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Dr Mufique Gajdhar, MS, M.CH, FACS


A hernia occurs when a section of the intestine pushes through a weak area in the abdominal muscles. A soft lump or bulging under the skin is caused by a hernia.

A hernia in a child commonly occurs in one of these two locations: the groin area. An inguinal hernia is the medical term for this condition. Around the navel area. An umbilical hernia is the medical term for this condition.

What causes hernia in a child?

In the first few months of life, a baby can acquire a hernia. This occurs due to a weakening in the abdominal muscles. The causes of inguinal and umbilical hernias are slightly different.

All newborns have a region called the inguinal canal throughout pregnancy. From the abdomen to the genitals, this runs. This canal allows the testicles to travel from the abdomen to the scrotum, or testicular sac, in boys. The inguinal canal of a baby normally shuts shortly before or after birth. However, the canal does not always close completely. Then, through the weak place in the abdominal wall, a loop of intestine might travel into the inguinal canal. An inguinal hernia is the result of this. Most inguinal hernias occur in boys. As an unborn baby develops during pregnancy, there is a small opening in the abdominal muscles. After birth, this opening closes. But sometimes, these muscles don’t fully close. A small opening is left. A loop of intestine can then move into the opening between the belly muscles. This causes an umbilical hernia.

Which children are at risk for a hernia?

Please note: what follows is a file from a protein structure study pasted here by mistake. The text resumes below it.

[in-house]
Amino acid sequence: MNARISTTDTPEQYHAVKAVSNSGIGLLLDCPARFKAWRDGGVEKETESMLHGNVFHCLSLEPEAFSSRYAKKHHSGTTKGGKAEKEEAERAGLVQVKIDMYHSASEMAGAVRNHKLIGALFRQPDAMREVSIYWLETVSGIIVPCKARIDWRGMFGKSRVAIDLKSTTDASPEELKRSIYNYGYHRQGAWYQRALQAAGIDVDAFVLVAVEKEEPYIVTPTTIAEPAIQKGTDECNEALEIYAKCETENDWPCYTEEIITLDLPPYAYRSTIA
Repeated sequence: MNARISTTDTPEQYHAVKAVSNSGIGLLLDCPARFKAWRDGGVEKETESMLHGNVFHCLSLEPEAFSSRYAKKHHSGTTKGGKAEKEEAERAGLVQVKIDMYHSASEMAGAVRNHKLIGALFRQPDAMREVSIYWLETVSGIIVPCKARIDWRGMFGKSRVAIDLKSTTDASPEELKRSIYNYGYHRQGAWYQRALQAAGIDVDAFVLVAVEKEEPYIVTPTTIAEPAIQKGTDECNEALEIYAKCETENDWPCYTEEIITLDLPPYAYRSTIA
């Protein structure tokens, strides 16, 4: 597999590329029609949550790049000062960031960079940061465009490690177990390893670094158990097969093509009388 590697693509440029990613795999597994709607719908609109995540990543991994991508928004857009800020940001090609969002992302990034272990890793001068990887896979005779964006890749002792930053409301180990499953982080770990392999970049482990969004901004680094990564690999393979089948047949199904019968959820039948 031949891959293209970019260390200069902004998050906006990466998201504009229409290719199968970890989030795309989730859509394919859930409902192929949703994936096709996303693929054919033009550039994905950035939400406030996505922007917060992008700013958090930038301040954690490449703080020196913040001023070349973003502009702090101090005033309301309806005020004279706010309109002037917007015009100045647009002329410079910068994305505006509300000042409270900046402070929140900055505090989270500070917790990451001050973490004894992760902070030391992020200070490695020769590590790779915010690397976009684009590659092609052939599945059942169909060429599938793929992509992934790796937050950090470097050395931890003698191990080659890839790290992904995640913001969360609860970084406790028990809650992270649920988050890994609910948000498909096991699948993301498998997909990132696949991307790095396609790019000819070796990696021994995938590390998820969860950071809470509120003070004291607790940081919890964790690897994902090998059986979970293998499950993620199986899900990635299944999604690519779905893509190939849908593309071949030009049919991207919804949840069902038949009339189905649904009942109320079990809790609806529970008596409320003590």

Hernias happen more often in children who have 1 or more of the following risk factors:

Being born early or premature

Having a parent or sibling who had a hernia as an infant

Having cystic fibrosis

Having developmental dysplasia of the hip, a condition that is present at birth

Being a boy with undescended testes. This means the testicles didn’t move into the scrotum before birth.

Having problems with urinary or reproductive organs

Inguinal hernias

This type of hernia happens more often in children:

Who have a family history of inguinal hernias

Who have other urinary or reproductive problems

This type of hernia happens more often in the right groin area than in the left. But it can occur on either side.

Umbilical hernias

This type of hernia happens more often in:

African American children

Babies who were born premature

What are the symptoms of a hernia in a child?

Hernias are very common in newborns. However, a hernia may not be seen for several weeks or months after birth.

A bulge or swelling in the groin or scrotum indicates an inguinal hernia.

A protrusion or swelling in the bellybutton area indicates an umbilical hernia.

When your infant screams, coughs, or strains to have a bowel movement, the swelling may be more visible in both circumstances. When your baby relaxes, it may get smaller or disappear. When your child’s healthcare practitioner gently presses on the lump when the child is quiet and lying down, it usually shrinks. It could even return to the stomach.

The hernia can’t always be pulled back into the belly. The intestinal loop may then become caught in a weak region in the abdominal muscle. Symptoms that may occur as a result of this include:

A full, round belly, Belly pain and soreness, Vomiting, Fussiness

Redness or discoloration near the hernia, Fever.

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Dr. Mufique Gajdhar is a Pediatric and Neonatal Surgeon with 21 years of experience in healthcare. He is double board-certified in General and Pediatric Surgery. Dr. Mufique is the Head of the Division and Assistant Professor of Pediatric Surgery.

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